WASHINGTON, D.C. -- A new report released yesterday shows that preserving tropical forests would provide significant financial benefits for the U.S. agricultural and timber industries.

Avoided Deforestation Partners commissioned the report, "Farms Here, Forests There: Deforestation and U.S. Competitiveness in Agriculture and Timber," which was produced by David Gardiner and Associates.

Below is a statement by Doug Boucher, director of climate research and analysis at the Union of Concerned Scientists (UCS):

"This report shows that American farmers, ranchers and timber companies would benefit greatly from stopping the destruction of tropical forests. These forests are often logged illegally to produce low-cost timber that competes with U.S. timber. Tropical forests also are cleared to provide cheap land for ranching and farming. All told, tropical forest destruction costs soy and other oilseed farmers, ranchers and timber companies in the United States hundreds of billions of dollars in lost sales.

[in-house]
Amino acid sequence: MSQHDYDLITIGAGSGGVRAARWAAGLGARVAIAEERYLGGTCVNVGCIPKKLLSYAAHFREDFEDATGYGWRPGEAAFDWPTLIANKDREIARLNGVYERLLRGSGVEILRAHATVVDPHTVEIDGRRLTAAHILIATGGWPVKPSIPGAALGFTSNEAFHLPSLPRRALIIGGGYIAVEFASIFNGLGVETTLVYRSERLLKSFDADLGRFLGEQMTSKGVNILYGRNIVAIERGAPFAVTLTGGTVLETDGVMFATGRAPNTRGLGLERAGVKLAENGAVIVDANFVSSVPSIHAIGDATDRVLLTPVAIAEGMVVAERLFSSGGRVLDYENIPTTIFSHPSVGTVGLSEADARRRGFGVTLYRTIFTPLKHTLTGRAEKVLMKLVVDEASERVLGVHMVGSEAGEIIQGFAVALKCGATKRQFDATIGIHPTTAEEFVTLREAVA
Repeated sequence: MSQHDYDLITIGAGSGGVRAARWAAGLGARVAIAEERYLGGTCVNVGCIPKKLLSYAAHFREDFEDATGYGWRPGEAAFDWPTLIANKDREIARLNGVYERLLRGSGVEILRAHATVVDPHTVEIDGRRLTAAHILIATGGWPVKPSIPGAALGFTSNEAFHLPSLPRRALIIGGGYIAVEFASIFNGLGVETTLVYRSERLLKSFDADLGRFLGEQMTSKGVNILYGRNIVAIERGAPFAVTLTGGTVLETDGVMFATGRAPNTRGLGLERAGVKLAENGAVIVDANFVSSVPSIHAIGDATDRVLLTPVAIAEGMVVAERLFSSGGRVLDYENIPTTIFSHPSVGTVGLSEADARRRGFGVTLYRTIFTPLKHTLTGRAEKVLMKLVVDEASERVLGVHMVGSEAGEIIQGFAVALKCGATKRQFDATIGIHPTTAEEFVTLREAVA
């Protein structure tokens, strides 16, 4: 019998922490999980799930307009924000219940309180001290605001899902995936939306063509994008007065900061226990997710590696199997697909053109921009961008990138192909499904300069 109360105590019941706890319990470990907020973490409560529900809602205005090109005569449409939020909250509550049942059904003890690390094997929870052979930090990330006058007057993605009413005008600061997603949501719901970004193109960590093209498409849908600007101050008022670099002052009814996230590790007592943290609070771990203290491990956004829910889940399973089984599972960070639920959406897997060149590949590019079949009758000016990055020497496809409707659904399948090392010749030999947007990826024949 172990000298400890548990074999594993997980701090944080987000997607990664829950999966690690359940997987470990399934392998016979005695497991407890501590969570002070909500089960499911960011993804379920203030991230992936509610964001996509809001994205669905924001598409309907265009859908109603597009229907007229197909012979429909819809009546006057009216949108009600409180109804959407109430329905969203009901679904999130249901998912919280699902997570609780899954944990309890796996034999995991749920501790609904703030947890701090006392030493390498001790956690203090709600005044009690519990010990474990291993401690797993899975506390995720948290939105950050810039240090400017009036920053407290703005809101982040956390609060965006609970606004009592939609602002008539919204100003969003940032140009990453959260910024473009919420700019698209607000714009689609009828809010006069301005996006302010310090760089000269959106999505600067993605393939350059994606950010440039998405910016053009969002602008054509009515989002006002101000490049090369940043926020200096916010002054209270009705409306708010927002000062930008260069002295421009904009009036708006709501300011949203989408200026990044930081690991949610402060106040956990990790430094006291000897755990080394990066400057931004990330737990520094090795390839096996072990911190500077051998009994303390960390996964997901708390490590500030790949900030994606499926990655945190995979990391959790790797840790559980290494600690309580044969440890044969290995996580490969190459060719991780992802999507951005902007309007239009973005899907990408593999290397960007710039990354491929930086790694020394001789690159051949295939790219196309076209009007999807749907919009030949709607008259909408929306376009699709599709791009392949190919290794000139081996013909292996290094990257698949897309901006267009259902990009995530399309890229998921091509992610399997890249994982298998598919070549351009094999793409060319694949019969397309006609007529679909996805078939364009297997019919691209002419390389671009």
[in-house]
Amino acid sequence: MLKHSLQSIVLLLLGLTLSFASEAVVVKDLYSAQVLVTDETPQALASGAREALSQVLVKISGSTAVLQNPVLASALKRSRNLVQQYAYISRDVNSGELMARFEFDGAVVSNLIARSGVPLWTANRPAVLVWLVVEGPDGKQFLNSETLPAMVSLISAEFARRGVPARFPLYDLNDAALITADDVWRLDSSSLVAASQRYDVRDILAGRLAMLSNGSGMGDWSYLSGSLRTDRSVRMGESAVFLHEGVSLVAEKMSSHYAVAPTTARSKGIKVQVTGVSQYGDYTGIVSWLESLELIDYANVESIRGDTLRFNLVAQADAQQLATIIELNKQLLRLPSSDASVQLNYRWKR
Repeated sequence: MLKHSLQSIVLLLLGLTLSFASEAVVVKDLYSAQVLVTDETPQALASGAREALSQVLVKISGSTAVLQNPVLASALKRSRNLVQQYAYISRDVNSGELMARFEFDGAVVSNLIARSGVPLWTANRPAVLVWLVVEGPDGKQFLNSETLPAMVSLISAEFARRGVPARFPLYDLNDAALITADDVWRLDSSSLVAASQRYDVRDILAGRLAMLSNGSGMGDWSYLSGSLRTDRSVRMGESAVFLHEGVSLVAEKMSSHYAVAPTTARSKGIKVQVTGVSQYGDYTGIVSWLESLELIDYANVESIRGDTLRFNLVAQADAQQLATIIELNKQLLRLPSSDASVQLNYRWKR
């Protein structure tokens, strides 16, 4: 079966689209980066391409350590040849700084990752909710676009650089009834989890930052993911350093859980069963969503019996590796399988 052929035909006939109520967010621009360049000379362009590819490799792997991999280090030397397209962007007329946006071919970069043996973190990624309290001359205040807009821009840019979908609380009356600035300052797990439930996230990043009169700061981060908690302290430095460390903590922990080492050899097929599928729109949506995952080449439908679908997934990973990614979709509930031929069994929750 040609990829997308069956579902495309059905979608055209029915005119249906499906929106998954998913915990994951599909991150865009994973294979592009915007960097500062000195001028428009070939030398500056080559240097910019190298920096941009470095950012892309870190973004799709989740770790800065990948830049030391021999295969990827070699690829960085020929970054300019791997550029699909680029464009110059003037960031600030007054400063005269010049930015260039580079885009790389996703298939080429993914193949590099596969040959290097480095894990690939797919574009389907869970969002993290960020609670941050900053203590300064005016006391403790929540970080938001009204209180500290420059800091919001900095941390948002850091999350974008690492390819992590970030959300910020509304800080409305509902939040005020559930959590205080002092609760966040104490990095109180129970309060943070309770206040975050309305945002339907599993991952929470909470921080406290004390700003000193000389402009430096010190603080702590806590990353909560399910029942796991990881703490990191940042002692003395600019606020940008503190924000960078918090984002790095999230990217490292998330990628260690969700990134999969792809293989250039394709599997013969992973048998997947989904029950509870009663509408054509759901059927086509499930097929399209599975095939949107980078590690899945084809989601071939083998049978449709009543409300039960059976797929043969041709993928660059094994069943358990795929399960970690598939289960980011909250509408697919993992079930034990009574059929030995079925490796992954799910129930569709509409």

"Besides the economic benefits, there is a significant environmental benefit. Clearing tropical forests accounts for about 15 percent of the world's global warming emissions, so keeping them standing would take us a significant way toward addressing climate change.

"Agriculture and timber production are now globalized industries, and American producers are competing with producers worldwide. Soybean farmers and cattle ranchers in Amazonia export their products to the same world markets as farmers and ranchers in the Midwest. This report demonstrates just how much that competition is skewed by the cheap land and cheap timber 'produced' by tropical deforestation.

"Congress should take note. When the Senate takes up the Kerry-Lieberman climate bill, it must restore funding for tropical forest protection. The House included such funding in the climate bill it passed last June because it realized that preserving tropical forests is one of the cheapest ways to reduce emissions. The Senate has even more reason to include the funding now that it knows it would simultaneously help U.S. farmers and timber companies."

The Union of Concerned Scientists is the leading U.S. science-based nonprofit organization working for a healthy environment and a safer world. Founded in 1969, UCS is headquartered in Cambridge, Massachusetts, and also has offices in Berkeley, Chicago and Washington, D.C.

SOURCE: Union of Concerned Scientists.